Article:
When I saw the headline I immediately thought of the mid 2000s Silverado hybrid. The “hybrid” was essentially an idle stop feature since the electric motor could not provide any propulsion. I think it increased fuel economy maybe 2 mpg, but only in situations involving prolonged idling (mostly rush hour traffic). At all other times it did nothing. It did cost an extra $2500 and add complexity to the truck, though. In its defense, it also included some onboard power features which were useful, but calling it a “hybrid” was a stretch.

The VTRUX sounds like it was poorly executed but generally a good idea. I would consider the original Silverado Hybrid to be more of an Unholy Fail than this truck.

Ranwhenparked
Ranwhenparked
20 days ago
Reply to  Stig's Cousin

Yes, and I believe GM used the failure of that to determine that the market didn’t want hybrid trucks, as opposed to the market just not wanting half assed hybrid trucks with little to no fuel economy improvement

John Beef
John Beef
20 days ago
Reply to  Ranwhenparked

Classic GM!

Stig's Cousin
Stig's Cousin
19 days ago
Reply to  Ranwhenparked

You are being generous referring to the Silverado Hybrid as half assed. It was a quarter assed effort at most. I don’t think it was even a genuine attempt to build a hybrid truck. At the time, it seemed like Chevrolet was doing the bare minimum required to claim they sold a hybrid. I have a hard time believing anyone at GM really thought this was the Prius of pickup trucks, but that was what it was sold as.

It definitely set back the development of full-size hybrid trucks, though. That is one of the reasons I see it as a true Unholy Fail. It was useless at its stated purpose AND set back the development of real hybrid trucks.

Last edited 19 days ago by Stig's Cousin
Geoff Buchholz
Geoff Buchholz
19 days ago
Reply to  Stig's Cousin

I remember attending a GM presentation in the mid-aughts and hearing them pat themselves on the back for their “quiet, behind-the-scenes” work on hybrid technology, as if that was a virtue.

Mr. Canoehead
Mr. Canoehead
20 days ago
Reply to  Stig's Cousin

I live in the neighborhood of misfit vehicles. One of my neighbors has (or had – haven’t seen it recently) a Chrysler Aspen Hybrid and another has a mid 2000’s Silverado Hybrid – which is still running.

Ariel E Jones
Ariel E Jones
20 days ago
Reply to  Stig's Cousin

I remember the hybrid silverados. Didn’t Didn’t have massive “Hybrid” script down the side? Didn’t they apply it to other vehicles on that full size platform? I also remember the option being far more expensive than $2500, but maybe I’m wrong. It wouldn’t be the first time, just ask my wife.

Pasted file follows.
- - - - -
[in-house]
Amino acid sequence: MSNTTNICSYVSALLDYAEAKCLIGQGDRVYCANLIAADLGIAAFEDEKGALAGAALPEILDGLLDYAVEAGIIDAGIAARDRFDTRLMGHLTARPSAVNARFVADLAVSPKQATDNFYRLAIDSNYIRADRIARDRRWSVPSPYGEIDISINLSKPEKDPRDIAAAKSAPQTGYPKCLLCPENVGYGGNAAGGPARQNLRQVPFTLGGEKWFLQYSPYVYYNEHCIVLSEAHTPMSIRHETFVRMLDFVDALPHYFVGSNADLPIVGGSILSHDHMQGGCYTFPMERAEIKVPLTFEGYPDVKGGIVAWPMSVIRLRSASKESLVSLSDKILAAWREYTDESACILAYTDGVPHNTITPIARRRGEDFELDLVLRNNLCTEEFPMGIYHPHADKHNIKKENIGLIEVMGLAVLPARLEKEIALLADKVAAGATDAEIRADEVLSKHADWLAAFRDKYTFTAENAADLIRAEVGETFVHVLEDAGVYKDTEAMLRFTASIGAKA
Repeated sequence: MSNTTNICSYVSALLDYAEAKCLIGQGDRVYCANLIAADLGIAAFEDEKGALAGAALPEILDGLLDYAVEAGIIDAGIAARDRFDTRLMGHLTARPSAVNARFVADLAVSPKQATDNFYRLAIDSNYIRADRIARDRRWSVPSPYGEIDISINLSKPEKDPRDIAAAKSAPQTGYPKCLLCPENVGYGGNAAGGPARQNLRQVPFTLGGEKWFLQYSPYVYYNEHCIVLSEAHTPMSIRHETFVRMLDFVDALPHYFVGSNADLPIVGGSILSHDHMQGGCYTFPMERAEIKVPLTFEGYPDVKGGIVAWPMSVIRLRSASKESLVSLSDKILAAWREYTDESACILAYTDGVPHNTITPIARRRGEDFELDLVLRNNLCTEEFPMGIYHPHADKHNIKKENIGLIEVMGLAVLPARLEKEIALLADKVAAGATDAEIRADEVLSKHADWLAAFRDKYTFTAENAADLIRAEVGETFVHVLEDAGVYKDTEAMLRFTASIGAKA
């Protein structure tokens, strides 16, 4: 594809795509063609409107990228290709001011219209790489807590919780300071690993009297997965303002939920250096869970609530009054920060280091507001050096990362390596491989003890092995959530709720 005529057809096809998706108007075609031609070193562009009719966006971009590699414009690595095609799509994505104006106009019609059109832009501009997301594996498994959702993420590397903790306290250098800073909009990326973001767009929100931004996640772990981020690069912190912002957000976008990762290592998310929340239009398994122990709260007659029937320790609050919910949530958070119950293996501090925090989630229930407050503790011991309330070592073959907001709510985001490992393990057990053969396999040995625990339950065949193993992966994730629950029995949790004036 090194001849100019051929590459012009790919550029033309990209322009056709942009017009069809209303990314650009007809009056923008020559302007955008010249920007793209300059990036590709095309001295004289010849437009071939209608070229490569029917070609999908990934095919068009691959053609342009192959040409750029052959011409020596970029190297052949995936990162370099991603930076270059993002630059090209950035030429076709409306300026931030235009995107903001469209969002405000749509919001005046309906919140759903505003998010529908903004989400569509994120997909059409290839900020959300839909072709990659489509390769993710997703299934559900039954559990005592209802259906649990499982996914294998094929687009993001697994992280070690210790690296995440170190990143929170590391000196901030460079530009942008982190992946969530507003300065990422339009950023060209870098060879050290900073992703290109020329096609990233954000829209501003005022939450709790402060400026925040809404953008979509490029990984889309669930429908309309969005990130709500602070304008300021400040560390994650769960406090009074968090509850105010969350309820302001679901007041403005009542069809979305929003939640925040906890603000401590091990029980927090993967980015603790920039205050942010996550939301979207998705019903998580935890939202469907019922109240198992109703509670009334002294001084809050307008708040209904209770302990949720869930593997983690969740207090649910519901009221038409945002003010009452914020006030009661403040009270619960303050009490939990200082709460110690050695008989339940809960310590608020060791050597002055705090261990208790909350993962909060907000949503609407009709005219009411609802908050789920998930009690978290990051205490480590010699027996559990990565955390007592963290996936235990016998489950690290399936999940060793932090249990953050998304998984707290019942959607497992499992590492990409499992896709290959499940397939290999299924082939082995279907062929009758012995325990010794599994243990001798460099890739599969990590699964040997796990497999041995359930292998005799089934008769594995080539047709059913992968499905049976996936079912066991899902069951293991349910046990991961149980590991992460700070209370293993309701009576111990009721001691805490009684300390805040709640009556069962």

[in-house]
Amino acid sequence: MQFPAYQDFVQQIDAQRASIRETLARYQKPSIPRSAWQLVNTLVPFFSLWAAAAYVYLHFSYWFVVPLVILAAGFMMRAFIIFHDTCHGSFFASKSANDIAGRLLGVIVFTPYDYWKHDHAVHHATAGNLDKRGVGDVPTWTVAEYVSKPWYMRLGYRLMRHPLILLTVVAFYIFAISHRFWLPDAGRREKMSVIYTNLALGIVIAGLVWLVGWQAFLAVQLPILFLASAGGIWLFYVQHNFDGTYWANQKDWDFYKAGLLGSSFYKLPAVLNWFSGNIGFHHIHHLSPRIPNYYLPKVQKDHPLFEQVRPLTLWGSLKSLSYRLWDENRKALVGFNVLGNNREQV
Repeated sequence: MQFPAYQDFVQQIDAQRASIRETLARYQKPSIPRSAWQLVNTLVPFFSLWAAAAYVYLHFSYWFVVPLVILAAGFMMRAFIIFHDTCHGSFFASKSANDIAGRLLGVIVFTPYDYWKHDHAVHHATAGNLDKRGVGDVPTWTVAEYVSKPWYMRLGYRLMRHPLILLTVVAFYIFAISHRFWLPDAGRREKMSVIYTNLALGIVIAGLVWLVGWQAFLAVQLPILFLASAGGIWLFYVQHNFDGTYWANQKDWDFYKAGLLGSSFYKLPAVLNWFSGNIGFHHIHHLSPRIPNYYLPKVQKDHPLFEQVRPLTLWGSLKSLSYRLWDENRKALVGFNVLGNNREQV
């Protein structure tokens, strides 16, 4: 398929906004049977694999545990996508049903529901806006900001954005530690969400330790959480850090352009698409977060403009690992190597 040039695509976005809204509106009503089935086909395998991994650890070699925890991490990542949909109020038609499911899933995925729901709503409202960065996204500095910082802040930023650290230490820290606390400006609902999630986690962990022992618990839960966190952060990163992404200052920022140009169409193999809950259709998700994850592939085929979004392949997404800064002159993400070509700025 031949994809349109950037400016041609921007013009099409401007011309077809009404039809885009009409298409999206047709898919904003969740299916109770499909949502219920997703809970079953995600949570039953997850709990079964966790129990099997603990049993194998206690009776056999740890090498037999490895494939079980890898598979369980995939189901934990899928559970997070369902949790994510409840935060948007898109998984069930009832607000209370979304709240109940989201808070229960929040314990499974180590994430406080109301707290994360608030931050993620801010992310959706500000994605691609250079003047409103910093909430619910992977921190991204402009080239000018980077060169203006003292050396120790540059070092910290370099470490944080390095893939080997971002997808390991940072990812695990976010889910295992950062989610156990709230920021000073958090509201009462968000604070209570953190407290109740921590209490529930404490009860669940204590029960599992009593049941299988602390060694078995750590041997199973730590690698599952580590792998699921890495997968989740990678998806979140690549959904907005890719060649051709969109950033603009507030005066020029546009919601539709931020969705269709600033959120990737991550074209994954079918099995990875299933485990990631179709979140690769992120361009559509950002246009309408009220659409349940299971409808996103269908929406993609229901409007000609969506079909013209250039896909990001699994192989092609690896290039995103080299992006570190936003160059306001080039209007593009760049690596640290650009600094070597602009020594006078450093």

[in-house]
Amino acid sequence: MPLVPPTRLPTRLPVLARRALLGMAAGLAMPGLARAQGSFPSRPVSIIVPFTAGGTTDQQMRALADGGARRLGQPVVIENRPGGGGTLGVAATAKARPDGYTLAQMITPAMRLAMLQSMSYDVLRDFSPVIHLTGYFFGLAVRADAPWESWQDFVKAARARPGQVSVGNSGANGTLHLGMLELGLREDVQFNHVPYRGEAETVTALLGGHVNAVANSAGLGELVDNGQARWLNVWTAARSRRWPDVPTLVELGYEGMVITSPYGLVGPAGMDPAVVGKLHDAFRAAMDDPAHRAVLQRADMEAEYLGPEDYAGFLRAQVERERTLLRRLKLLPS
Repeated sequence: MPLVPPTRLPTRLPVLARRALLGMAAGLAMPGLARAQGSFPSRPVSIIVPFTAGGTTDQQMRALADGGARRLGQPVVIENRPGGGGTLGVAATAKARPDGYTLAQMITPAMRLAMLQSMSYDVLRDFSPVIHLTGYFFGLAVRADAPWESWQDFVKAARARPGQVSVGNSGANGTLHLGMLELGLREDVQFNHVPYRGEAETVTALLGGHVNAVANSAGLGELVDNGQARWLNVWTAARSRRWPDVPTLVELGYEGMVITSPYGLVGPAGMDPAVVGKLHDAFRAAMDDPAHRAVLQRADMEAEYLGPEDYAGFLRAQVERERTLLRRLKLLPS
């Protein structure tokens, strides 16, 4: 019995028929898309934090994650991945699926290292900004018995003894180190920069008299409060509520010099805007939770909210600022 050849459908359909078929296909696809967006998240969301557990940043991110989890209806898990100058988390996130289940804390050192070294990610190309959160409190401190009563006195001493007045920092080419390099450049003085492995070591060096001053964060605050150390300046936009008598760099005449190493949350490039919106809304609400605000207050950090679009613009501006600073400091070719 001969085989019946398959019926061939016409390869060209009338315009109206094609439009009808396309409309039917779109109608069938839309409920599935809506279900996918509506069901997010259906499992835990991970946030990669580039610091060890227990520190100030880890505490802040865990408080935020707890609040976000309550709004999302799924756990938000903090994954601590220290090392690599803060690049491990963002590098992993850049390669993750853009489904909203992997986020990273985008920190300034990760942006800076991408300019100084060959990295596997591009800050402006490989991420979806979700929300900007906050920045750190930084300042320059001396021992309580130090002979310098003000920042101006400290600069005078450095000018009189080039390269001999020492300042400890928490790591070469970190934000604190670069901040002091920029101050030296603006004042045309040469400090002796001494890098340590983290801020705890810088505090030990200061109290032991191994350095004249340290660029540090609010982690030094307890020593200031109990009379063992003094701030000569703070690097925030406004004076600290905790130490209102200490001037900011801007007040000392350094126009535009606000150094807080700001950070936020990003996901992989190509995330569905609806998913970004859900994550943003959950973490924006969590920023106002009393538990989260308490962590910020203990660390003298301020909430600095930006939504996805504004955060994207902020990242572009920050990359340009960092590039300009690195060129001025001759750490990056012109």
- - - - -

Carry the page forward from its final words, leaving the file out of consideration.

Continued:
Scoutdude
Scoutdude
20 days ago
Reply to  Ariel E Jones

Most of the trucks were equipped with the massive HYBRID stickers on the side but it was an option.

Stig's Cousin
Stig's Cousin
19 days ago
Reply to  Ariel E Jones

I don’t recall other vehicles having a similar “hybrid” system. I think it was just the Silverado, at least for the first few years. They came out with other full-size hybrid vehicles a few years later (maybe around 2010?). Those had actual hybrid drivetrains unlike the 2005 “hybrids.”

It was only $2500. I recall it being more expensive as well, but I looked it up and it was only $2500.

Jacob Rippey
Jacob Rippey
20 days ago

You had me at Bob Lutz.

Aaron
Aaron
20 days ago
Reply to  Jacob Rippey

Few auto execs swing between savvy brilliance and lunatic idiocy as much as Maximum Bob Lutz. For every Chevy Volt, Ford Explorer, Dodge Viper, etc… there’s a Fisker, VLF, or VIA on his resume.

Man With A Reliable Jeep
Man With A Reliable Jeep
20 days ago
Reply to  Aaron

John DeLorean certainly comes to mind. They were both ahead of their time in their own ways.

Gee See
Gee See
20 days ago
Reply to  Aaron

Well in the end, it is like baseball batting average.. some people get less than 0.5 and still get into Hall of Fame.

Manwich Sandwich
Manwich Sandwich
18 days ago
Reply to  Aaron

Not to mention that Lutz was still saying Tesla was gonna go under as recently as 2020… AFTER they company had become solidly profitable due to the sales success of the Model 3.

Hell, even back in the mid 2000s, I recall reading some shit that he said that I knew was flat out wrong and made me think “man… this guy is completely out to lunch”

On a lot of subjects (especially when it comes to tech and BEVs), he acts like he knows everything but actually doesn’t know nearly as much as he or other people thinks he knows.

Lutz is an old-school car guy who is 20 years past his best-before date. And he has the same old-school mentality that BEVs are only suitable for golf carts and other low speed vehicles.

Last edited 18 days ago by Manwich Sandwich
Bongo Friendee Harvey Park
Bongo Friendee Harvey Park
20 days ago
Reply to  Jacob Rippey

In this case, Truck Lutz.